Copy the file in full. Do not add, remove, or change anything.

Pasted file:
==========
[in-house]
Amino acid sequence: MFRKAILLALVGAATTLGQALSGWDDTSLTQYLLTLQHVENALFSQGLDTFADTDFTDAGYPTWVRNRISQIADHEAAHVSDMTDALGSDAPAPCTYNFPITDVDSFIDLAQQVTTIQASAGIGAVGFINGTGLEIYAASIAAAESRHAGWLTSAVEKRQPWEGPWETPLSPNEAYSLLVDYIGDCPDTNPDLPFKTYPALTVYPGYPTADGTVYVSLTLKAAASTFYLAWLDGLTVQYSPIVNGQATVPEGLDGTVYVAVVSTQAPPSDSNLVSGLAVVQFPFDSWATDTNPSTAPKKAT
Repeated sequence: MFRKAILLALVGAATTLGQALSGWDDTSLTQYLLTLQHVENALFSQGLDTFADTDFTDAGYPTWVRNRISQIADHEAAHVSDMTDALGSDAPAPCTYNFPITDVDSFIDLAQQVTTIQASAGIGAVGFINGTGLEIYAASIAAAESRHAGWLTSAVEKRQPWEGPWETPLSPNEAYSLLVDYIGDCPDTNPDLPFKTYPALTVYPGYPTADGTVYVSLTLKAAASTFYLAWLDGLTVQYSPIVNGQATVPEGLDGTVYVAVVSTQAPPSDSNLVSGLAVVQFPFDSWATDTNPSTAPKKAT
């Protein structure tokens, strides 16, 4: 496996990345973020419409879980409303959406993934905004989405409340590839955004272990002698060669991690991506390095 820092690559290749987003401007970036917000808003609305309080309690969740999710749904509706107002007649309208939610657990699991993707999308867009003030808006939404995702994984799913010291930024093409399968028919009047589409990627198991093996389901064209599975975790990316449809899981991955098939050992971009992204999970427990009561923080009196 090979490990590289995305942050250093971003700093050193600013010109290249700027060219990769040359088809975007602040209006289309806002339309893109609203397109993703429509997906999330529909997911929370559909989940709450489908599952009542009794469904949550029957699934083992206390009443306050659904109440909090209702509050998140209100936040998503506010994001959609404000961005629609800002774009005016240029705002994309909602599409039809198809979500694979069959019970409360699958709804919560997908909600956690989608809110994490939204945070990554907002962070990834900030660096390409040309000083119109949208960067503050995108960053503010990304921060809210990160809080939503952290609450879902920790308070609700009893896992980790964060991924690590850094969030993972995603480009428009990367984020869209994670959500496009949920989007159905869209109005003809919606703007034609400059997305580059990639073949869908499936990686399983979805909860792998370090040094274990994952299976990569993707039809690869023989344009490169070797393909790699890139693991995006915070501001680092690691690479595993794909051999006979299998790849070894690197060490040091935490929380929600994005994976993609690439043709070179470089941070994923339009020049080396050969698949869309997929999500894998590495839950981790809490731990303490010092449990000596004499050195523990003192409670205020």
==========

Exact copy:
[in-house]
Amino acid sequence: MFRKAILLALVGAATTLGQALSGWDDTSLTQYLLTLQHVENALFSQGLDTFADTDFTDAGYPTWVRNRISQIADHEAAHVSDMTDALGSDAPAPCTYNFPITDVDSFIDLAQQVTTIQASAGIGAVGFINGTGLEIYAASIAAAESRHAGWLTSAVEKRQPWEGPWETPLSPNEAYSLLVDYIGDCPDTNPDLPFKTYPALTVYPGYPTADGTVYVSLTLKAAASTFYLAWLDGLTVQYSPIVNGQATVPEGLDGTVYVAVVSTQAPPSDSNLVSGLAVVQFPFDSWATDTNPSTAPKKAT
Repeated sequence: MFRKAILLALVGAATTLGQALSGWDDTSLTQYLLTLQHVENALFSQGLDTFADTDFTDAGYPTWVRNRISQIADHEAAHVSDMTDALGSDAPAPCTYNFPITDVDSFIDLAQQVTTIQASAGIGAVGFINGTGLEIYAASIAAAESRHAGWLTSAVEKRQPWEGPWETPLSPNEAYSLLVDYIGDCPDTNPDLPFKTYPALTVYPGYPTADGTVYVSLTLKAAASTFYLAWLDGLTVQYSPIVNGQATVPEGLDGTVYVAVVSTQAPPSDSNLVSGLAVVQFPFDSWATDTNPSTAPKKAT
């Protein structure tokens, strides 16, 4: 496996990345973020419409879980409303959406993934905004989405409340590839955004272990002698060669991690991506390095 820092690559290749987003401007970036917000808003609305309080309690969740999710749904509706107002007649309208939610657990699991993707999308867009003030808006939404995702994984799913010291930024093409399968028919009047589409990627198991093996389901064209599975975790990316449809899981991955098939050992971009992204999970427990009561923080009196 090979490990590289995305942050250093971003700093050193600013010109290249700027060219990769040359088809975007602040209006289309806002339309893109609203397109993703429509997906999330529909997911929370559909989940709450489908599952009542009794469904949550029957699934083992206390009443306050659904109440909090209702509050998140209100936040998503506010994001959609404000961005629609800002774009005016240029705002994309909602599409039809198809979500694979069959019970409360699958709804919560997908909600956690989608809110994490939204945070990554907002962070990834900030660096390409040309000083119109949208960067503050995108960053503010990304921060809210990160809080939503952290609450879902920790308070609700009893896992980790964060991924690590850094969030993972995603480009428009990367984020869209994670959500496009949920989007159905869209109005003809919606703007034609400059997305580059990639073949869908499936990686399983979805909860792998370090040094274990994952299976990569993707039809690869023989344009490169070797393909790699890139693991995006915070501001680092690691690479595993794909051999006979299998790849070894690197060490040091935490929380929600994005994976993609690439043709070179470089941070994923339009020049080396050969698949869309997929999500894998590495839950981790809490731990303490010092449990000596004499050195523990003192409670205020």